"Hebrew is the language of the Bible and in this language it is written: "God said, 'Let there be light' and there was light, and God saw the light that it was good." There is not another language today in which almost every word is loaded with so many possibilities for expression and for meeting the need of human poetry in its eternal quest to speak of the sorrows of man and his wondrous attempts to find meaning in life. At times I have felt the distinctive weight of the Hebrew while reading again the most beautiful love songs in the world; the Song of Songs, and David's elegy on the deaths of Saul and Jonathan. The power of Hebrew does not end here. It begins here. I am not sure if the Jewish people in Israel are aware of what I think of the Hebrew language, and this does not concern me. It is not for them that I write in Hebrew, but because of them. As to the question of whether or not I am a Hebrew poet, the answer is very simple: a Hebrew poet, yes, but not a Jewish poet, just as I am too a Druze and an Arab poet. However, these questions led me to ponder the importance of the national identity of writers, and of cultural dialogue in general. It became clear to me that in some cases this identity is an issue only when speaking of mediocre writers. Otherwise how would you know of the Jewish identity of Kafka who was born in Prague and wrote in German? And what is the identity of Ionesco, the Rumanian, who was always thought of as a leading French writer? And what about the great Lebanese writer, Khalil Gibran, whose universal fame comes from his writings in English? And that goes for my friends, the good Arab writers from North Africa who compose in French. My dream is to become a writer who will never again be asked about his nationality or religion; or, at least, this shouldn't be the first question. If not that, I dream of creating a chemical-spiritual synthesis of East and West which only art can achieve. I have in mind, for example, my own Arab culture and the virtues of the mystical Druze religion: the secrets and symbols of the Sufis who knew the way to inject into the sinews of the Near East the liquid essence of Greek philosophy as transformed by Buddhist ideas, carrying in their veins the spiritual lifeblood of India and China." â€” Naim Arayidi in 1997 I Returned to the Village By Naim Arayidi Translated by A.Z. Foreman I returned to the village Where I first learned to cry I returned to the mountain Where the scene is nature With no place for a picture I returned to my house whose every block My forefathers had quarried out of rock By their own hand. I returned to my own self â€” That was the plan. I returned to the village For I had dreamt of a labored birth For the za'tar forgotten from my poetic lexicon, And of a harder labored birth For stalks of grain in the bumpy godforesaken earth. For I had dreamt about the birth of love. I returned to the village Where I was in a former incarnation1 A root to myriad grapevines On this good solid earth Before that wind2 came to spirit Me away, only to return Me in this incarnation to this earth Like a returning penitent3 Gone metempsychotic from his berth. Oh my dream, dream thirty two in number, Here are the paths that are no more And houses that grew lofty as the Tower of Babel. Oh this burden dream of mine Its roots will not sprout forth a single scion. Where are the children of poverty Bereaved of the felled leaves of fall? Where now the village that was Where they gave every path a name Before the asphalt streets they all became? Oh my little village that was To become a civilized town. I returned to the village Where the barking of the dogs had breathed its last Where the columbarium was now a lighted tower. The fellahin with whom I wanted to sing The hay-song in the tune the grapevine pruners croon in spring,4 Had all turned into workers, their throats smoke-burned and sore Where are they who were and are no more? Oh this burden dream of mine For all the while I returned to the village As a fugitive from civilization I came, to the village As one coming out of exile, into exile5. Notes:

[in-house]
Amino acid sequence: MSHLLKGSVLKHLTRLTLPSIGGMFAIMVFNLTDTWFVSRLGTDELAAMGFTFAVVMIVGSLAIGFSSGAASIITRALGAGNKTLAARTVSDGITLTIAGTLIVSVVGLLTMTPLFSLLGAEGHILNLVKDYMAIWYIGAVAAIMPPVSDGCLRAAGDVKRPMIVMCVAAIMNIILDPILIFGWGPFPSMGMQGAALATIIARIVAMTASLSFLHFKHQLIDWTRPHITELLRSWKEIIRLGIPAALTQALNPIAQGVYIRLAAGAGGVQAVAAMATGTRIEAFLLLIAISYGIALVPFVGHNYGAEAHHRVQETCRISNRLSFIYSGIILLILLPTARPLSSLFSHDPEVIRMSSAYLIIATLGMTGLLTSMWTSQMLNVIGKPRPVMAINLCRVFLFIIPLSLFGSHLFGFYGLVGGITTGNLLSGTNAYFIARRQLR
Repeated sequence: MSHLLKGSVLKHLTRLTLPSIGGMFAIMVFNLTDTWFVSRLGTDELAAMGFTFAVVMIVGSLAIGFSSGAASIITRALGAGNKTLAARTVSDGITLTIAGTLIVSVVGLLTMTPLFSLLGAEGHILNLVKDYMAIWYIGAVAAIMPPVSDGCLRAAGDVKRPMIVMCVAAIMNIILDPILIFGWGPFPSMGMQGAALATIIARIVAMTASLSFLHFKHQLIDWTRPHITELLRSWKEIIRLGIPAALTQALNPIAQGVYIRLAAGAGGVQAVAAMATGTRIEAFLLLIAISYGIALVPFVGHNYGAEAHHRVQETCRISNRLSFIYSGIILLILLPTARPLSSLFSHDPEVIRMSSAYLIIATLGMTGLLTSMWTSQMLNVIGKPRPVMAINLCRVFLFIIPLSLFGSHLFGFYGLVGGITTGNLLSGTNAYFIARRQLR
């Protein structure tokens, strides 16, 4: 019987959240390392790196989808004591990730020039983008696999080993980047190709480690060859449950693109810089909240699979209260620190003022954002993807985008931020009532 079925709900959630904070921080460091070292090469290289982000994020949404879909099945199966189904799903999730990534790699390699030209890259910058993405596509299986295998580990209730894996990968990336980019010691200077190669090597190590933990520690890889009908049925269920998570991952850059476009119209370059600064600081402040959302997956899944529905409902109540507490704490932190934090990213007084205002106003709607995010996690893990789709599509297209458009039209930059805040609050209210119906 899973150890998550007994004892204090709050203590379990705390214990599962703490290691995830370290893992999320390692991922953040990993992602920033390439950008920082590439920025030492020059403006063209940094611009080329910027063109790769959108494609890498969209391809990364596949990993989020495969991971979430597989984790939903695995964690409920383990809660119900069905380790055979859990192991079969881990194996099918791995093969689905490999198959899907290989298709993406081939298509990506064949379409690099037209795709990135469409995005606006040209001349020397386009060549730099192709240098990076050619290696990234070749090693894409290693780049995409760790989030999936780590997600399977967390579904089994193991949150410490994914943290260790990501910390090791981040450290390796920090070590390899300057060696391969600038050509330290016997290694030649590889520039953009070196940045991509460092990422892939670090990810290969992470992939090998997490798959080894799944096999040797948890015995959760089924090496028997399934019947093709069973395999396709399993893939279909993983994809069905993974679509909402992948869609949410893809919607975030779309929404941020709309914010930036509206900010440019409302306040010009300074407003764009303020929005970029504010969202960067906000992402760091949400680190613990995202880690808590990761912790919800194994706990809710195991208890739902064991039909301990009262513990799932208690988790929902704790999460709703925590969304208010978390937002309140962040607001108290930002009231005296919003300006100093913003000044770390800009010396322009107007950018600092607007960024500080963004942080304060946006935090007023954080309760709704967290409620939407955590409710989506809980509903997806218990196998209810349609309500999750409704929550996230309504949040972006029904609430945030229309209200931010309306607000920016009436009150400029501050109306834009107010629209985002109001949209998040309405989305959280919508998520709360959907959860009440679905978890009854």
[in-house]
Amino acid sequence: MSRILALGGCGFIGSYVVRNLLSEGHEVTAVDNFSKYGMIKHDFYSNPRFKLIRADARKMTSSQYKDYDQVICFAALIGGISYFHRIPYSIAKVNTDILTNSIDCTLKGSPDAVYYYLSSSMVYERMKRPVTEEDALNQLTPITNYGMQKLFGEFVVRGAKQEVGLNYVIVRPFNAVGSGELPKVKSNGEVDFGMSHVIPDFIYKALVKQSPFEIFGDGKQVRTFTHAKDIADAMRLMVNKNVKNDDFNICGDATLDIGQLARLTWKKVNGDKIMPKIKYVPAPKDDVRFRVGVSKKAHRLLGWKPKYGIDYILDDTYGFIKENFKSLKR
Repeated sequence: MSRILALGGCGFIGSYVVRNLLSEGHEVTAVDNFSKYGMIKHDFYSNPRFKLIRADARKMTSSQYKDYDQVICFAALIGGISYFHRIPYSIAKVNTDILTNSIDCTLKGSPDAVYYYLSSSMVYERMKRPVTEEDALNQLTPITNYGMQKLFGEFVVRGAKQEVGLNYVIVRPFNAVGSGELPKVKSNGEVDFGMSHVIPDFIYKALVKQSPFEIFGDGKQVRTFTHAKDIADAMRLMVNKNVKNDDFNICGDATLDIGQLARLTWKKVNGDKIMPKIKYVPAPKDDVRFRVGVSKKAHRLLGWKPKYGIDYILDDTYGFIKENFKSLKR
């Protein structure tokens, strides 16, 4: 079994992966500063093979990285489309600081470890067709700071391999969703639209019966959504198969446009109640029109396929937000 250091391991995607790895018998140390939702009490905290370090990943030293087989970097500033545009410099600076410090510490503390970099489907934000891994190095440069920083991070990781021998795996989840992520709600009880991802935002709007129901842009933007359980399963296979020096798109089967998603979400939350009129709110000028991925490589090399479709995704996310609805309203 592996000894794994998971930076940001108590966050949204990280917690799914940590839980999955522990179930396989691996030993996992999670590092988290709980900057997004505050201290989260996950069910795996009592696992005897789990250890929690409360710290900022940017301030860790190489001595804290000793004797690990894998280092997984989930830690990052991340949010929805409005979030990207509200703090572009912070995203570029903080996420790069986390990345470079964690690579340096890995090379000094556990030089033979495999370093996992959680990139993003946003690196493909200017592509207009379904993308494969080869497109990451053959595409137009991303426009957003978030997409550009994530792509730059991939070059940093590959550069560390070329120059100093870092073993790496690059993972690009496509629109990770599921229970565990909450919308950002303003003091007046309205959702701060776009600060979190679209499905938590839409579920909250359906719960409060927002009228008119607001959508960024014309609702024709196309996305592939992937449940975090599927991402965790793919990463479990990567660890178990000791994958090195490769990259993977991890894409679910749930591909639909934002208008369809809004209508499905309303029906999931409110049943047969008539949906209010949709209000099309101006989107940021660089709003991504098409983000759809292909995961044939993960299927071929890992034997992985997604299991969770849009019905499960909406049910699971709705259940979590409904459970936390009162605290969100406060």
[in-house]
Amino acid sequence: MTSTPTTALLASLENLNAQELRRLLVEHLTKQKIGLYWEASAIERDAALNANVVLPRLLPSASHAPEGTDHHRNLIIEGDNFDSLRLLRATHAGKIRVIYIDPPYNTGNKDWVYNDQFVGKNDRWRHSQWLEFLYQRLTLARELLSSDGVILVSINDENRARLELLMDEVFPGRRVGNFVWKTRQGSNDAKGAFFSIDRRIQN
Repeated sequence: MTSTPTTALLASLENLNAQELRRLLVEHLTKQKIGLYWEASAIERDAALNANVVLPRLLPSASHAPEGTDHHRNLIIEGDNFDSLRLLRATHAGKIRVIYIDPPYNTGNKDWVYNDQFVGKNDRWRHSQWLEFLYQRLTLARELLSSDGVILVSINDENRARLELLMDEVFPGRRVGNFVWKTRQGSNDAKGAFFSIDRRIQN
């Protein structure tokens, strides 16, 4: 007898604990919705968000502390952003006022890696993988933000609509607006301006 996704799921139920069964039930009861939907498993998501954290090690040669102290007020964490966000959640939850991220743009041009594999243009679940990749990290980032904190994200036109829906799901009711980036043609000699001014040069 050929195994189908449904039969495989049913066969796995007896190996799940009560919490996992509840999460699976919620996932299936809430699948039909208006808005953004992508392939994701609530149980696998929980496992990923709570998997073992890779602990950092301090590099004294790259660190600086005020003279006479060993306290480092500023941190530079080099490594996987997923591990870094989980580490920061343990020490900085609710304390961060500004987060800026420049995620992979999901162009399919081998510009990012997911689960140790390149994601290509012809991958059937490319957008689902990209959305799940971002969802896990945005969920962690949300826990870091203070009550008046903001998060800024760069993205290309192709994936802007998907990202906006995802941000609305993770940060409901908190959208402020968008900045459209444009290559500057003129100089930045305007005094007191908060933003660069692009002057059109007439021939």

1- Arayidi uses the word gilgul "cycle" from galgal "wheel." Gilgul "cycle" is the term used to refer to reincarnation in Jewish Kabbalistic mysticism. Reincarnation, rejected by non-Kabbalistic Jewish thinkers, is nonetheless a part of much Jewish folk belief. It is also common as a literary motif in Yiddish and Hebrew (and possibly other Jewish languages. But I wouldn't know.) Souls are said to reincarnate into different lives to take on different temporal roles according to what is needed for the world, and for the rectification of the particular soul in question. The Druze religion also â€” unlike the vast majority of Muslim sects â€” has a doctrine of reincarnation. A soul must continue to be reborn until it is in such a state that it can achieve reunion with the divine.
2- The word for wind, rÃºaá¸¥ also means more or less "spirit." I've had the wind do some "spiriting" in translation for this reason. In Kabbalah, the rÃºaá¸¥ is also that aspect or part of the soul which is able to distinguish good from evil.
3- The original here has á¸¥ozer bitÅ¡uva ("contrite sinner, penitent") which is also the Israeli term for what non-Israeli Jews call a baal bitshuva: a Jew who has gone from secularist non-observance to embracing observant religious Orthodox Judaism.
4- The word zamir could mean "grape-pruning" or "nightingale." The dual meaning, and artistic exploitations of it, are literally ancient in Hebrew (c.f. Song of Songs 2:12)
5- The word for exile here is the Hebrew word normally used to refer to Jewish exile: galut.
The Original: (The vocalized here is taken from Michael Yaari. He, unlike me, has the patience to actually type out fully vocalized Hebrew texts. Which I just can't bring myself to do.)